According to Kohl v. Kohl, the Manhattan District Attorney had investigated N.Y.C. contractor Ted Kohl in 1995 for alleged money laundering, larceny and tax evasion. Mr. Kohl had also been the subject of an asset forfeiture claim because of the District Attorney’s investigation. As a countermeasure to the forfeiture claim, Mr. Kohl conveyed assets to his spouse, Mrs. Kohl. Mr. Kohl then accepted a plea deal consisting of probation and a fine of about $2,750,000, during his 1997 money laundering, larceny and tax evasion trial.
Since the District Attorney had relinquished its asset forfeiture claim via the plea deal, Mr. Kohl’s earlier conveyance to Mrs. Kohl was ultimately a non-issue. All of the foregoing however, suggested that Mr. Kohl’s conveyance may have been fraudulent. This was true because, as mentioned at "Badges Of Fraud In Debt Collection, Divorce & Bankruptcy", fraudulent conveyances typically occur between related parties, in anticipation of a creditor’s claim, etc. Mr. Kohl for example, had conveyed assets to a related party, his spouse Mrs. Kohl. He had also conveyed assets because of the District Attorney’s pending forfeiture claim.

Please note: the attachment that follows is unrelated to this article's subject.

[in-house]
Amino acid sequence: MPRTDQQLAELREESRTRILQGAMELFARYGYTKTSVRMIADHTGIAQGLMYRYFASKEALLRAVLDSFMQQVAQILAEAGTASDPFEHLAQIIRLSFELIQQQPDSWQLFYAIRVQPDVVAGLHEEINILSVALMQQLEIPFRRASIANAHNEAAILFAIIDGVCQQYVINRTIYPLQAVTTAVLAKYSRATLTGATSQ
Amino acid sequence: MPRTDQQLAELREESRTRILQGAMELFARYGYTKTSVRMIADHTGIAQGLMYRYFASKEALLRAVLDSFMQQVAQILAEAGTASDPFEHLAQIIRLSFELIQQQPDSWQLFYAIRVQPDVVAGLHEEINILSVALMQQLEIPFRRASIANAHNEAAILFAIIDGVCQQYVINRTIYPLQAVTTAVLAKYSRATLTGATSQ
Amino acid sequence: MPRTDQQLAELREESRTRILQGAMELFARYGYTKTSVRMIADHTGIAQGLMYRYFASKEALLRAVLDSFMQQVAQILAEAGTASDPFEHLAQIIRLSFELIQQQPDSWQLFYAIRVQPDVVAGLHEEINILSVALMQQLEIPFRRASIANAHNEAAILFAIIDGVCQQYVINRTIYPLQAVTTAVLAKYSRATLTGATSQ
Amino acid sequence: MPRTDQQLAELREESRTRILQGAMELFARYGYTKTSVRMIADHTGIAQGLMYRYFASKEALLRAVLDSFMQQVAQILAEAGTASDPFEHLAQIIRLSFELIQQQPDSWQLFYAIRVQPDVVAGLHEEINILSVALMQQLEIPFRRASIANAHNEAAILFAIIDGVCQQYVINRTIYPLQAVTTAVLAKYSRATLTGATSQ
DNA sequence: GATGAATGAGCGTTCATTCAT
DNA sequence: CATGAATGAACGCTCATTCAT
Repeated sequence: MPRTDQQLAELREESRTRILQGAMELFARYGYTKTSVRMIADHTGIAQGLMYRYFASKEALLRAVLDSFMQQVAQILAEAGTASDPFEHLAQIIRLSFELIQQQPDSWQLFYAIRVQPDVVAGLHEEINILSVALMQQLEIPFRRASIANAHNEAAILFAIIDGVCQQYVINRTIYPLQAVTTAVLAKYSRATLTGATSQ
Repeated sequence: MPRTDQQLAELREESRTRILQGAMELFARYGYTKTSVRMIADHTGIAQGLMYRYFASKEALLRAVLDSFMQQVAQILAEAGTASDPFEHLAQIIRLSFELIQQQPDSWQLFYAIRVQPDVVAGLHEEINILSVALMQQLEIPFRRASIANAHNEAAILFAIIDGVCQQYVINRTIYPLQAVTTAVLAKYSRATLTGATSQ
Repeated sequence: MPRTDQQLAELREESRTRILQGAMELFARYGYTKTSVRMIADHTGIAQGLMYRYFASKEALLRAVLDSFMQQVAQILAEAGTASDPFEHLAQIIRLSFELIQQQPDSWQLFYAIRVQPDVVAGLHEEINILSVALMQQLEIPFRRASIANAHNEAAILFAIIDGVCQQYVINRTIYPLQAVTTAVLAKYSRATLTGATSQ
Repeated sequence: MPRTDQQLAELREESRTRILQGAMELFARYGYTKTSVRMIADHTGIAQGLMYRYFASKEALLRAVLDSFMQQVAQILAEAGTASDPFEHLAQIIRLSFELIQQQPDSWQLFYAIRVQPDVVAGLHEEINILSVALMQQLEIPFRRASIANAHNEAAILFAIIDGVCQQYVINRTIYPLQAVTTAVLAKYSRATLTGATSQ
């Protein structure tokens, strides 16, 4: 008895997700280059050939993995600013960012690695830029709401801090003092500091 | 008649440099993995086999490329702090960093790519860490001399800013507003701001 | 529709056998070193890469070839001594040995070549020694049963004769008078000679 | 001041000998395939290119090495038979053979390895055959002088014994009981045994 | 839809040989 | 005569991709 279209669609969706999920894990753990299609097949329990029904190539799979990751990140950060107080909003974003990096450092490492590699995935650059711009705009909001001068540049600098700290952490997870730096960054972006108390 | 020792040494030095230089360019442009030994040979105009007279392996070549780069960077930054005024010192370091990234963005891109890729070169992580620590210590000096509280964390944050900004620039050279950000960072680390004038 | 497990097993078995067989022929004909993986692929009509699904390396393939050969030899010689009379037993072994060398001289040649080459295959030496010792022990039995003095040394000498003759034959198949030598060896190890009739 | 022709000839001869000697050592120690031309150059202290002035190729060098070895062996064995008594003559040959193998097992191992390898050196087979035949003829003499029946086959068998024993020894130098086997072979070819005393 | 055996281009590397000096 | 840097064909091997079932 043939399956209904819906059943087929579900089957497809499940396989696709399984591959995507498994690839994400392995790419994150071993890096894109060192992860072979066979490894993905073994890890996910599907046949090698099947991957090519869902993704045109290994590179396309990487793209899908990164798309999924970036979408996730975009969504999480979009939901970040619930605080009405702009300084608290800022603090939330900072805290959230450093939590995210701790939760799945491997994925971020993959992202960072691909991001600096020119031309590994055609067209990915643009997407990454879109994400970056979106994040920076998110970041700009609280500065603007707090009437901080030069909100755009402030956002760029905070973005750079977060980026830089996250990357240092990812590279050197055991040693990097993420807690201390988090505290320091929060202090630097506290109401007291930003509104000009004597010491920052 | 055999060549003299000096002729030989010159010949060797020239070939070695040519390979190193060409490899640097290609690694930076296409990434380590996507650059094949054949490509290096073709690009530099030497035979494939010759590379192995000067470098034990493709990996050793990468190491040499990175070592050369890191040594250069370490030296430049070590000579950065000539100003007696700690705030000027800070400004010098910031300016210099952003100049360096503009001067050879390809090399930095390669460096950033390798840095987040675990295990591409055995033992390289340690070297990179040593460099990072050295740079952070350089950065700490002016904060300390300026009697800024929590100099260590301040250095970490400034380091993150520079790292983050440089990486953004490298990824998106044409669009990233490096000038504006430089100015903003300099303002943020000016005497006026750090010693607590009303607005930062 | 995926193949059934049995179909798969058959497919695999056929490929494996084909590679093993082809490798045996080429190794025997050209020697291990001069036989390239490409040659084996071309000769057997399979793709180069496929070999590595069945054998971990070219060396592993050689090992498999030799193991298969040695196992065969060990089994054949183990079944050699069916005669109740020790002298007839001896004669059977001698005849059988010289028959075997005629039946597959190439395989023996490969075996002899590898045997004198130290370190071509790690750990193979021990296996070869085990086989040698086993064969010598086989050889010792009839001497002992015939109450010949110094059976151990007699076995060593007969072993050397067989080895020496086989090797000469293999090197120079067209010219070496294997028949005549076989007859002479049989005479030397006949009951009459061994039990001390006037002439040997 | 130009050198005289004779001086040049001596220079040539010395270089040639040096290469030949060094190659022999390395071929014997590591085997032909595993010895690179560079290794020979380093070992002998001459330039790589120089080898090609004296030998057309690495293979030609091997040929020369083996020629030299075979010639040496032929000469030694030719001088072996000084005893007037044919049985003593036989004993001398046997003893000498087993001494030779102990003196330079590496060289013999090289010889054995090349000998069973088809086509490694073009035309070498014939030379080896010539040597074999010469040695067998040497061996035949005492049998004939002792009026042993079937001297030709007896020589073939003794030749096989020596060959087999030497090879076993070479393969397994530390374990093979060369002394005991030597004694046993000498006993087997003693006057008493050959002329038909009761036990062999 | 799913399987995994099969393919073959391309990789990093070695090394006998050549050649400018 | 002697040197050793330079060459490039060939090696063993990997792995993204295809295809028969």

Since fraudulent conveyances are one way assets can be hidden, I asked former New York State Supreme Court Justice Herbert Posner (Retired) what he thought about Mr. Kohl’s conveyance. During our discussion, former Judge Posner described a particular fraudulent conveyance he had seen. As he explained: "The divorcing husband had fraudulently induced his wife to transfer her share of their marital residence. He told his wife to sign some documents, which were supposedly insignificant and just related to operating his business. The wife eventually learned that by signing those documents, she had actually transferred her interest in the marital residence to the husband’s family."
Said wife ended up suing both her husband and his family for fraudulently conveying the marital residence. In doing so, she likely relied on the Uniform Fraudulent Conveyance Act, codified in New York at N.Y. Debt. Cred. Law. §§ 270 – 281. As more fully discussed by "Suing When Marital Assets Are Hidden In Divorce", bringing such a suit may be advisable when marital assets are fraudulently hidden / transferred away from a divorcing spouse.
Copyright 2008 Fred L. Abrams